Paris art fair to go ahead despite virus pandemic

January 26, 2023

(9 Sep 2020) LEAD IN:
What’s thought to be the first big international art fair to go ahead physically since coronavirus swept the world, is set to open in Paris.
Gallery owners say COVID-19-related restrictions on travel and congregation is putting an unprecedented strain on their industry.

The coronavirus pandemic has led to the cancellation of this year’s premiere global art fairs, stymieing the main commercial artery of the multibillion-dollar industry.
But Art Paris, which is France’s second-biggest contemporary art fair, is opening its doors to thousands of visitors from Thursday in the Grand Palais.
The four-day show is going ahead despite a spike in COVID-19 infections in the country.
Art Paris is the first big international art fair to go ahead physically since the coronavirus swept through the world, grounding flights, triggering lockdowns and devastating commerce.
In 2019, before the coronavirus pandemic struck, the global art market was valued at around $64 billion (USD).
“We had this conviction that we had to do this fair because it’s so important for the galleries to meet their collectors, you know, after six months of total inactivity. And, you know, everything was shut down, so it’s really essential,” says Art Paris general curator Guillaume Piens.
Organizers acknowledge there’s a “risk,” and say a health team is on-site to evacuate any potential COVID-19 clusters from the galleries.
But they hope that proceedings won’t be marred by any fair-linked infections.  
Nonetheless, amid fears of a second wave, members of the French public have expressed dismay that such a big fair is going ahead.
Art Paris was originally scheduled for April, but it was decided that a Sept. 10-13 slot would be a better fit.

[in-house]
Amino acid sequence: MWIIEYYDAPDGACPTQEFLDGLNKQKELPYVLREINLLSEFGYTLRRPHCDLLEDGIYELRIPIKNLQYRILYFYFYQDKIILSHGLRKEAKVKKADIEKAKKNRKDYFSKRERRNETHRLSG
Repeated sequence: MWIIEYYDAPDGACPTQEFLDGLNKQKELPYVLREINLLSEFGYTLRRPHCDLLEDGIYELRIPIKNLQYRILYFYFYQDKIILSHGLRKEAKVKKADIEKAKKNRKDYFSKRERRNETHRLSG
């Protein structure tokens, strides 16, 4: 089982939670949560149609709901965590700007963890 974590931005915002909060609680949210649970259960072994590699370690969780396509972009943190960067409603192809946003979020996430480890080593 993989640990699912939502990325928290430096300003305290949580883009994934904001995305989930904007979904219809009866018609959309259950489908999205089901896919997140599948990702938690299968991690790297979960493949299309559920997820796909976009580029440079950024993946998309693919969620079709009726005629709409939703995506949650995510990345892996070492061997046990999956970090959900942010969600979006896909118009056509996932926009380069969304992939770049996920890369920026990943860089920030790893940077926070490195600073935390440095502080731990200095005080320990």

About 6,000 masked guests are set to attend the Paris fair’s staggered opening – down from 17,000 invitees from last year.
Guests this year won’t only pass sellers from 112 galleries, 15 different countries and their art, but ubiquitous bottles of hand sanitizer, and warning signs that clusters of people in small spaces won’t be permitted.
Some art gallery owners and operators are wearing sparkling, art-infused masks to try to create some levity despite the restrictions.
Many of this year’s art fair cancellations, including the May edition of Frieze New York, followed the premature closure of Tefaf Maastricht in March, after an exhibitor at the Dutch fair contracted the virus on March 9.
It was later revealed that at least two-dozen exhibitors and visitors had also caught the virus.
Fairs such as Art Basel, Frieze London, and Art Basel in Miami Beach were also among victims of the pandemic.
Despite the risks of showing, many in the art industry say that there’s no other option but to start up again, including Ellen van Heijningen, from Athens-based P Gallery, who said the fair was “a very good idea.”
“They have taken measures, there is a lot of space,” she says.
“I think it’s a good idea that they went through with the fair and we are really happy to be here, and we hope that many collectors will come as well and other people, of course, to admire the art available. We can’t keep life on a hold forever.”
Others were more hyperbolic.
“It’s a sort of life and death situation for galleries, and for artists, for businesses,” says Hélianthe Bourdeaux-Maurin, H Gallery director, who is exhibiting at the fair.
COVID-19-related restrictions on travel and congregation have made going to many fairs impossible – especially for jet-setting art collectors who regularly fly thousands of miles to buy art.

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